Why every MAT needs a stakeholder report

What began as part of our communication strategy has grown to be fundamental to how we foster belonging and accountability to our communities

What began as part of our communication strategy has grown to be fundamental to how we foster belonging and accountability to our communities

1 Apr 2024, 5:00

At the Tapscott Learning Trust (TTLT), we firmly believe that we are central to the communities we serve and accountable to them. We do not operate a one-size-fits-all approach to our policies and practices because the diversity of our schools, even in a relatively small geographical area, is significant. We always want to ensure that we have excellent relationships with all of our stakeholders and offer them a fantastic provision that works in partnership with all to allow our children to be healthy, happy and successful.

We believe that good communication is essential in developing and maintaining organisations and relationships therein. Our aim is therefore to ensure that we have effective ways in which to communicate. We first discussed the idea of a stakeholder report that would be accessible to everyone at our trust’s very inception. However, we couldn’t find any examples in the sector, so we had to start from scratch.

Most of the information we put into the report can be found on our websites, reports or in the trustees’ annual report and accounts. However, we wanted to bring the key information into one place and ensure it was accessible to all stakeholders.

For example, we knew they felt the trustee’s report to be very technical, not engaging or easy to access. It was obvious that we could not just rely on this to inform our wider audience, especially our parents, children and wider communities.

The consensus was to create a visual and engaging snapshot of our activity, so after consultation, we identified some key areas to focus on. When it came to the trust, stakeholders wanted to know about our vision, values and aims, the role and structure of governance, our operations and performance. They also wanted information about each of our schools, including their key achievements and what they offer to their communities.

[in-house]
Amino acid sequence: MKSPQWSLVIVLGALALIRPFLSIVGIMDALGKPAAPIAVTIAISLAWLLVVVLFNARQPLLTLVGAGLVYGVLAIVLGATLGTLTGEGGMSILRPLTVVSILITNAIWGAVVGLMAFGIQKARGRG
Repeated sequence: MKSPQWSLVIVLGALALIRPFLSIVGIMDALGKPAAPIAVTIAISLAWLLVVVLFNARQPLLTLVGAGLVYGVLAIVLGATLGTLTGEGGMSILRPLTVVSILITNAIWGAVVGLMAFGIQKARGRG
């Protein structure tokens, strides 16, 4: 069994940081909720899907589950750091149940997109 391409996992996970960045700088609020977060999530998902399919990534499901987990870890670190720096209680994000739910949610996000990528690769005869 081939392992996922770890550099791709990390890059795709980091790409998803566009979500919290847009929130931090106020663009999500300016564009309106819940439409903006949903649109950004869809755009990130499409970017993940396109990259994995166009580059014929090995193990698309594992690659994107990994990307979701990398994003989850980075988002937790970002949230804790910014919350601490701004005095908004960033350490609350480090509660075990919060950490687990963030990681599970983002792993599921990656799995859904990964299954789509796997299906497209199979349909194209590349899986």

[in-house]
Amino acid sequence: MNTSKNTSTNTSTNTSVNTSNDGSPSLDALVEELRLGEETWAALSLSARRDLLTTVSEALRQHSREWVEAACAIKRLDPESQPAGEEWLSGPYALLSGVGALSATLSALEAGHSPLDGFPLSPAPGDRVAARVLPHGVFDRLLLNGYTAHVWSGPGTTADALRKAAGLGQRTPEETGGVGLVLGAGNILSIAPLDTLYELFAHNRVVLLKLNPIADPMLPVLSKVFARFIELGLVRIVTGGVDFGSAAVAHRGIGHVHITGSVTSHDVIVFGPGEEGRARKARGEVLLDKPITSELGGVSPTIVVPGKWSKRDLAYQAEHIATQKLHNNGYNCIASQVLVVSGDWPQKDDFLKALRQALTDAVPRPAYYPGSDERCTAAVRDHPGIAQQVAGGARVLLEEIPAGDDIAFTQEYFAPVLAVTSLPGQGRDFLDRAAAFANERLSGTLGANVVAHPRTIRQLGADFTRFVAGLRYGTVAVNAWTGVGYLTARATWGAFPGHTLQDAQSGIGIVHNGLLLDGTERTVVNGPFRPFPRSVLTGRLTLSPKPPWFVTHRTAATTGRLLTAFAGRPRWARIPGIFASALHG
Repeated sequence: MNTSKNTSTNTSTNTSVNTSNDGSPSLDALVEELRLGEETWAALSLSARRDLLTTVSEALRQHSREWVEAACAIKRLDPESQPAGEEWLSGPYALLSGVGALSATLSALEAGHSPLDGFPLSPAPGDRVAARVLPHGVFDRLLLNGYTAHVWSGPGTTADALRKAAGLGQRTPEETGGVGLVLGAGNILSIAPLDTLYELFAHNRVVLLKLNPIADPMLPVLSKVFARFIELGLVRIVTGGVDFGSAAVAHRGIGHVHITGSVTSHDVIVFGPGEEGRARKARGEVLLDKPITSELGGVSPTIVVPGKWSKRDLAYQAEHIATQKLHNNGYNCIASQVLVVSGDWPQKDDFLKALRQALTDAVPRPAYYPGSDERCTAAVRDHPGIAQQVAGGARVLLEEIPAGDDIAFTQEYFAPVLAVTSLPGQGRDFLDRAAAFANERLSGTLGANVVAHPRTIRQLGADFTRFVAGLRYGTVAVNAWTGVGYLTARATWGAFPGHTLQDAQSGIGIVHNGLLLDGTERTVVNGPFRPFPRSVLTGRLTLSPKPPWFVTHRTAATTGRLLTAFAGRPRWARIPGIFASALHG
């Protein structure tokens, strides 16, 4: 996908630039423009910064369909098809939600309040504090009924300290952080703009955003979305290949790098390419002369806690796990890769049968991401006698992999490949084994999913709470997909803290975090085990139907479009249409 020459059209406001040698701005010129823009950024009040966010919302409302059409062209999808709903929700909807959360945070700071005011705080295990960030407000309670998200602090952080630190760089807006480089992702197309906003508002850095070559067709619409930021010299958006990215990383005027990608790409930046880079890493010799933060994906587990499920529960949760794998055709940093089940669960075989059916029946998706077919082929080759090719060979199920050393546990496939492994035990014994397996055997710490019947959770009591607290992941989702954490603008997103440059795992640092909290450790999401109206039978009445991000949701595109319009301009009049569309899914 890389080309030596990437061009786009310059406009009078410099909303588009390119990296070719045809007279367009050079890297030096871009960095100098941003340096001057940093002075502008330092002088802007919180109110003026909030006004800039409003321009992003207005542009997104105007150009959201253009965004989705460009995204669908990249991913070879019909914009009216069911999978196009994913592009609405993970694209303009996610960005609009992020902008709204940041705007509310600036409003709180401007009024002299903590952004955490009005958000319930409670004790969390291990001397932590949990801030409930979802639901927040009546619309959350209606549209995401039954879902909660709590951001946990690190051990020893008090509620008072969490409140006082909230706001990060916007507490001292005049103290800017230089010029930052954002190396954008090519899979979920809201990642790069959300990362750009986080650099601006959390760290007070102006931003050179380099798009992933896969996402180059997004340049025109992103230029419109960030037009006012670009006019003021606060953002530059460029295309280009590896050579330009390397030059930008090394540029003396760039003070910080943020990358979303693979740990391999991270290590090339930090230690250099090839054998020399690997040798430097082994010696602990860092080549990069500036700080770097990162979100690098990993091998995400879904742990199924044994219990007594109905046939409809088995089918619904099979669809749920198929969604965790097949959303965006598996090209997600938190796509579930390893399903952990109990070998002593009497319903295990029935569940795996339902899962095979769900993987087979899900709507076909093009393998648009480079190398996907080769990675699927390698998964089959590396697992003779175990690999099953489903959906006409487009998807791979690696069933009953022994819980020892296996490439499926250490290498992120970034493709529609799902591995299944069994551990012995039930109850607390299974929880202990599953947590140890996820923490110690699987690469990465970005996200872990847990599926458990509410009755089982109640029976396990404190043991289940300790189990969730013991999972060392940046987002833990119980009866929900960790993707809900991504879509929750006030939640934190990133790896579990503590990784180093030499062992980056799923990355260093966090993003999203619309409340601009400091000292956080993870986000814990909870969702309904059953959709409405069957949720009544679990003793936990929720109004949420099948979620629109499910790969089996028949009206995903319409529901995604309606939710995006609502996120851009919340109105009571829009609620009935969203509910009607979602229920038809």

The response to the first report was hugely successful. In fact, it was even recognised by the then-national schools commissioner, Sir David Carter as “one of the best I have seen”. We also received a lot of interest from others across the sector, keen to emulate the model.

We thought this could be beneficial. We now believe it’s essential

The annual report has allowed us to communicate and react to key events and ensure that our responses are transparent. This was especially useful during the Covid pandemic.

And over the years since, we have tweaked and developed it and how we share it with everyone. We’ve made it more focused and aligned with our vision, values and aims, and feedback has helped us to develop its contents by focusing on the specific aspects of our provision stakeholders care about, including, for example our equality, diversity and inclusion work.

The chief impact of this work has been to create an increased sense of belonging and feeling part of the trust for all. The launch of our report is an annual event and feedback from our stakeholders confirms that they find it incredibly useful.

Where we once thought this work could be beneficial, we now believe it to be essential, especially in the wake of the landmark study regarding parental attitudes to school absence. Our stakeholder report has played a significant role in ensuring continued, effective relationships and also communicating the importance and impact of coming to school.

It holds us to account too. It compares the provision in our schools and celebrates their successes. And most importantly, our children tell us that they feel very proud of being not only part of their school but also the trust.

There can be no doubt that the report has been wide-reaching and contributed to many of our successes. In a survey last year, 94 per cent of parents stated that they would recommend the school their child attends to other parents. Meanwhile, our staff retention rate is 98 per cent.

Our stakeholder report is central to driving the activity that delivers these results. Like Sir David Carter, I believe every trust should have one.

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